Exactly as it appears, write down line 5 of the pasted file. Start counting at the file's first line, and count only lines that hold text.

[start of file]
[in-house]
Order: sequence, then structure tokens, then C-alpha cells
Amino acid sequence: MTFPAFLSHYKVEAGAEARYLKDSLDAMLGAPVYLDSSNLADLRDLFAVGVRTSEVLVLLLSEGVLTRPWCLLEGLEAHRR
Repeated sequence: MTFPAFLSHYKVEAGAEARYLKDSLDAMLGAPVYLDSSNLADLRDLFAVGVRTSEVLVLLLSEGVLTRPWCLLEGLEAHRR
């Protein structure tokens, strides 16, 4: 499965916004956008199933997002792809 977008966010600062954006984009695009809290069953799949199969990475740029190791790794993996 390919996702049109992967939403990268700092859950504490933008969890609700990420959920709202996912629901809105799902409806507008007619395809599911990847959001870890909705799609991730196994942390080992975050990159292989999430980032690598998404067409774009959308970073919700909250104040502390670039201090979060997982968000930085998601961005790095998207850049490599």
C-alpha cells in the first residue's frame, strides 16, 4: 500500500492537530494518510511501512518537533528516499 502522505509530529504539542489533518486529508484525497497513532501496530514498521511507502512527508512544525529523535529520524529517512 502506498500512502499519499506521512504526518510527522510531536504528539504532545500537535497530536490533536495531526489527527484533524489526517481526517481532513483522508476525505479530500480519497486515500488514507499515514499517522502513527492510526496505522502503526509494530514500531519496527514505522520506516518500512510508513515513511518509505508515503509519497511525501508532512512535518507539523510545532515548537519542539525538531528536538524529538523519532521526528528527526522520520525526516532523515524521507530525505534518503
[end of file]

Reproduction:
């Protein structure tokens, strides 16, 4: 499965916004956008199933997002792809 977008966010600062954006984009695009809290069953799949199969990475740029190791790794993996 390919996702049109992967939403990268700092859950504490933008969890609700990420959920709202996912629901809105799902409806507008007619395809599911990847959001870890909705799609991730196994942390080992975050990159292989999430980032690598998404067409774009959308970073919700909250104040502390670039201090979060997982968000930085998601961005790095998207850049490599």